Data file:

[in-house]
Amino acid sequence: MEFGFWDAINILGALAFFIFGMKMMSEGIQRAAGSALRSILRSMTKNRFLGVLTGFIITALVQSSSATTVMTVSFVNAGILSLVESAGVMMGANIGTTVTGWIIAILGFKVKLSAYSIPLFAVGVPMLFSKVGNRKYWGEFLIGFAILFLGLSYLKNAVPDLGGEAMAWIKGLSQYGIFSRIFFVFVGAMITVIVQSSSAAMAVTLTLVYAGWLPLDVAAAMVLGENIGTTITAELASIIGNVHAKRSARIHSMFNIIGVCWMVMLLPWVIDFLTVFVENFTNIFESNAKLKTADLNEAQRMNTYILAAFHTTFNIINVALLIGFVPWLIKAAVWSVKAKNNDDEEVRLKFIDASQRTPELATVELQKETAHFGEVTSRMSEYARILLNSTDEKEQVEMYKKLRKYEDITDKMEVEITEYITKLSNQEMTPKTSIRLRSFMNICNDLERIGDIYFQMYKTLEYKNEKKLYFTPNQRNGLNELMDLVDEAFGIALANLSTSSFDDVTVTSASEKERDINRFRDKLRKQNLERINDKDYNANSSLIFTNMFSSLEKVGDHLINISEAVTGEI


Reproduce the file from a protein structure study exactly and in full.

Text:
[in-house]
Amino acid sequence: MEFGFWDAINILGALAFFIFGMKMMSEGIQRAAGSALRSILRSMTKNRFLGVLTGFIITALVQSSSATTVMTVSFVNAGILSLVESAGVMMGANIGTTVTGWIIAILGFKVKLSAYSIPLFAVGVPMLFSKVGNRKYWGEFLIGFAILFLGLSYLKNAVPDLGGEAMAWIKGLSQYGIFSRIFFVFVGAMITVIVQSSSAAMAVTLTLVYAGWLPLDVAAAMVLGENIGTTITAELASIIGNVHAKRSARIHSMFNIIGVCWMVMLLPWVIDFLTVFVENFTNIFESNAKLKTADLNEAQRMNTYILAAFHTTFNIINVALLIGFVPWLIKAAVWSVKAKNNDDEEVRLKFIDASQRTPELATVELQKETAHFGEVTSRMSEYARILLNSTDEKEQVEMYKKLRKYEDITDKMEVEITEYITKLSNQEMTPKTSIRLRSFMNICNDLERIGDIYFQMYKTLEYKNEKKLYFTPNQRNGLNELMDLVDEAFGIALANLSTSSFDDVTVTSASEKERDINRFRDKLRKQNLERINDKDYNANSSLIFTNMFSSLEKVGDHLINISEAVTGEI